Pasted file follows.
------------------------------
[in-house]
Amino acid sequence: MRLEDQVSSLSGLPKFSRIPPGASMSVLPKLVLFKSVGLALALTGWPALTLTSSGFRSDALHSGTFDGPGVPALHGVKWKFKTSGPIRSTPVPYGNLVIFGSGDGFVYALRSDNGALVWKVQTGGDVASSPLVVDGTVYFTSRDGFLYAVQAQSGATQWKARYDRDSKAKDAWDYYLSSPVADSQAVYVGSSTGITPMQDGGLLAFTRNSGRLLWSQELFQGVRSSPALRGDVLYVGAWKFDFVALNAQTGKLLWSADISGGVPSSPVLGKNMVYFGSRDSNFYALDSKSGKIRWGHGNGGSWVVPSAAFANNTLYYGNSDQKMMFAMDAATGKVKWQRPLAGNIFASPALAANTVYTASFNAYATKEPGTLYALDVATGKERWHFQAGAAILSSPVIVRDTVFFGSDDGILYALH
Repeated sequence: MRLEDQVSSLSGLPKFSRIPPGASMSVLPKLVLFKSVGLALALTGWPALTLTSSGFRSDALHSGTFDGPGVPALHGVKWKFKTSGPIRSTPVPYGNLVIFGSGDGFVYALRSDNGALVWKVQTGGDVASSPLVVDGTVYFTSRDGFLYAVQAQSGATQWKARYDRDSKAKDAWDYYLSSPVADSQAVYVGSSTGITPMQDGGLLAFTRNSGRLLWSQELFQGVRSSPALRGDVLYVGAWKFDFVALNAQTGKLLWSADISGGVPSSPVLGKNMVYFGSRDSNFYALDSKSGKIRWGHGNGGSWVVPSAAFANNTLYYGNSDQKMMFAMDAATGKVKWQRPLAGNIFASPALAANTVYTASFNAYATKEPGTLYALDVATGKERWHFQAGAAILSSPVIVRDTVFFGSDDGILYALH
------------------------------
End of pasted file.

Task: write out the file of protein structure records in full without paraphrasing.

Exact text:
[in-house]
Amino acid sequence: MRLEDQVSSLSGLPKFSRIPPGASMSVLPKLVLFKSVGLALALTGWPALTLTSSGFRSDALHSGTFDGPGVPALHGVKWKFKTSGPIRSTPVPYGNLVIFGSGDGFVYALRSDNGALVWKVQTGGDVASSPLVVDGTVYFTSRDGFLYAVQAQSGATQWKARYDRDSKAKDAWDYYLSSPVADSQAVYVGSSTGITPMQDGGLLAFTRNSGRLLWSQELFQGVRSSPALRGDVLYVGAWKFDFVALNAQTGKLLWSADISGGVPSSPVLGKNMVYFGSRDSNFYALDSKSGKIRWGHGNGGSWVVPSAAFANNTLYYGNSDQKMMFAMDAATGKVKWQRPLAGNIFASPALAANTVYTASFNAYATKEPGTLYALDVATGKERWHFQAGAAILSSPVIVRDTVFFGSDDGILYALH
Repeated sequence: MRLEDQVSSLSGLPKFSRIPPGASMSVLPKLVLFKSVGLALALTGWPALTLTSSGFRSDALHSGTFDGPGVPALHGVKWKFKTSGPIRSTPVPYGNLVIFGSGDGFVYALRSDNGALVWKVQTGGDVASSPLVVDGTVYFTSRDGFLYAVQAQSGATQWKARYDRDSKAKDAWDYYLSSPVADSQAVYVGSSTGITPMQDGGLLAFTRNSGRLLWSQELFQGVRSSPALRGDVLYVGAWKFDFVALNAQTGKLLWSADISGGVPSSPVLGKNMVYFGSRDSNFYALDSKSGKIRWGHGNGGSWVVPSAAFANNTLYYGNSDQKMMFAMDAATGKVKWQRPLAGNIFASPALAANTVYTASFNAYATKEPGTLYALDVATGKERWHFQAGAAILSSPVIVRDTVFFGSDDGILYALH